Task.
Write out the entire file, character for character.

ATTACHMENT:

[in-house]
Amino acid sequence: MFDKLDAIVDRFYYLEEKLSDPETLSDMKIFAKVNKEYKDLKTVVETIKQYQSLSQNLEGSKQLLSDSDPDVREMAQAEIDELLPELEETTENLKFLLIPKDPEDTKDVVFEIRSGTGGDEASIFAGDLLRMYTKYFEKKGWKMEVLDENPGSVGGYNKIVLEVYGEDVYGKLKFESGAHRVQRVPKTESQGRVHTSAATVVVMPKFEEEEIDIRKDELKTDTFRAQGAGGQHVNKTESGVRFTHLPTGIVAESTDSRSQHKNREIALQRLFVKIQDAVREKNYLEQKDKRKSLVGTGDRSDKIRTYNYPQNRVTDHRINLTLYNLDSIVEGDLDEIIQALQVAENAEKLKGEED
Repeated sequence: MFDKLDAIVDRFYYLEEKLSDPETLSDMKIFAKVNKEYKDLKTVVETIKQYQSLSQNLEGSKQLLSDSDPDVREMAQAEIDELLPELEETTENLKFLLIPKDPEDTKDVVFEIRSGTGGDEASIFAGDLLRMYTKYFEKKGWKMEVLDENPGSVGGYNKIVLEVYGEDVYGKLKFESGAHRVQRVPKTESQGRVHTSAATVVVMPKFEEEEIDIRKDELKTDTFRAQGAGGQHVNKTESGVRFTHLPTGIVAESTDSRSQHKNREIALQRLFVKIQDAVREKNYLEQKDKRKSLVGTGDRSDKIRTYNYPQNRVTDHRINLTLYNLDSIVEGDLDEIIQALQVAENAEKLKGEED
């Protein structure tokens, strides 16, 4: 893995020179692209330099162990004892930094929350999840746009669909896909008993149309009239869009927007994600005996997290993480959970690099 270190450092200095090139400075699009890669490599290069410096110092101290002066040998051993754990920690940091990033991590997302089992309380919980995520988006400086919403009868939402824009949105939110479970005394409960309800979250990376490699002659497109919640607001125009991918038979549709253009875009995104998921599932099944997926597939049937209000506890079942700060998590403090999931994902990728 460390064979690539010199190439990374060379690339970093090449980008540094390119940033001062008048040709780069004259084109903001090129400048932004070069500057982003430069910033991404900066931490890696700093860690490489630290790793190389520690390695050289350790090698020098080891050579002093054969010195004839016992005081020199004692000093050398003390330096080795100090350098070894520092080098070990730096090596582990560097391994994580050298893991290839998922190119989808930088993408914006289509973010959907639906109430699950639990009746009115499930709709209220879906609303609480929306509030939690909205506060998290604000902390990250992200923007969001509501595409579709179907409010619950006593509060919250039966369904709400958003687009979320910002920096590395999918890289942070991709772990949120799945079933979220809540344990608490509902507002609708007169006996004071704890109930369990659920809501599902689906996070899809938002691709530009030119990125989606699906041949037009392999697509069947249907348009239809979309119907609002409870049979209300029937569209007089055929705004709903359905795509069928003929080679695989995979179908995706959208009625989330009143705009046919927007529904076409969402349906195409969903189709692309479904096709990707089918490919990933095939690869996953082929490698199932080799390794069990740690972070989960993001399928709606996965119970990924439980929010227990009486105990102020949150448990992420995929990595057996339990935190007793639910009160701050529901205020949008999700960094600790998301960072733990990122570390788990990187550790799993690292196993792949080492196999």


[in-house]
Amino acid sequence: MFDKLDAIVDRFYYLEEKLSDPETLSDMKIFAKVNKEYKDLKTVVETIKQYQSLSQNLEGSKQLLSDSDPDVREMAQAEIDELLPELEETTENLKFLLIPKDPEDTKDVVFEIRSGTGGDEASIFAGDLLRMYTKYFEKKGWKMEVLDENPGSVGGYNKIVLEVYGEDVYGKLKFESGAHRVQRVPKTESQGRVHTSAATVVVMPKFEEEEIDIRKDELKTDTFRAQGAGGQHVNKTESGVRFTHLPTGIVAESTDSRSQHKNREIALQRLFVKIQDAVREKNYLEQKDKRKSLVGTGDRSDKIRTYNYPQNRVTDHRINLTLYNLDSIVEGDLDEIIQALQVAENAEKLKGEED
Repeated sequence: MFDKLDAIVDRFYYLEEKLSDPETLSDMKIFAKVNKEYKDLKTVVETIKQYQSLSQNLEGSKQLLSDSDPDVREMAQAEIDELLPELEETTENLKFLLIPKDPEDTKDVVFEIRSGTGGDEASIFAGDLLRMYTKYFEKKGWKMEVLDENPGSVGGYNKIVLEVYGEDVYGKLKFESGAHRVQRVPKTESQGRVHTSAATVVVMPKFEEEEIDIRKDELKTDTFRAQGAGGQHVNKTESGVRFTHLPTGIVAESTDSRSQHKNREIALQRLFVKIQDAVREKNYLEQKDKRKSLVGTGDRSDKIRTYNYPQNRVTDHRINLTLYNLDSIVEGDLDEIIQALQVAENAEKLKGEED
């Protein structure tokens, strides 16, 4: 893995020179692209330099162990004892930094929350999840746009669909896909008993149309009239869009927007994600005996997290993480959970690099 270190450092200095090139400075699009890669490599290069410096110092101290002066040998051993754990920690940091990033991590997302089992309380919980995520988006400086919403009868939402824009949105939110479970005394409960309800979250990376490699002659497109919640607001125009991918038979549709253009875009995104998921599932099944997926597939049937209000506890079942700060998590403090999931994902990728 460390064979690539010199190439990374060379690339970093090449980008540094390119940033001062008048040709780069004259084109903001090129400048932004070069500057982003430069910033991404900066931490890696700093860690490489630290790793190389520690390695050289350790090698020098080891050579002093054969010195004839016992005081020199004692000093050398003390330096080795100090350098070894520092080098070990730096090596582990560097391994994580050298893991290839998922190119989808930088993408914006289509973010959907639906109430699950639990009746009115499930709709209220879906609303609480929306509030939690909205506060998290604000902390990250992200923007969001509501595409579709179907409010619950006593509060919250039966369904709400958003687009979320910002920096590395999918890289942070991709772990949120799945079933979220809540344990608490509902507002609708007169006996004071704890109930369990659920809501599902689906996070899809938002691709530009030119990125989606699906041949037009392999697509069947249907348009239809979309119907609002409870049979209300029937569209007089055929705004709903359905795509069928003929080679695989995979179908995706959208009625989330009143705009046919927007529904076409969402349906195409969903189709692309479904096709990707089918490919990933095939690869996953082929490698199932080799390794069990740690972070989960993001399928709606996965119970990924439980929010227990009486105990102020949150448990992420995929990595057996339990935190007793639910009160701050529901205020949008999700960094600790998301960072733990990122570390788990990187550790799993690292196993792949080492196999």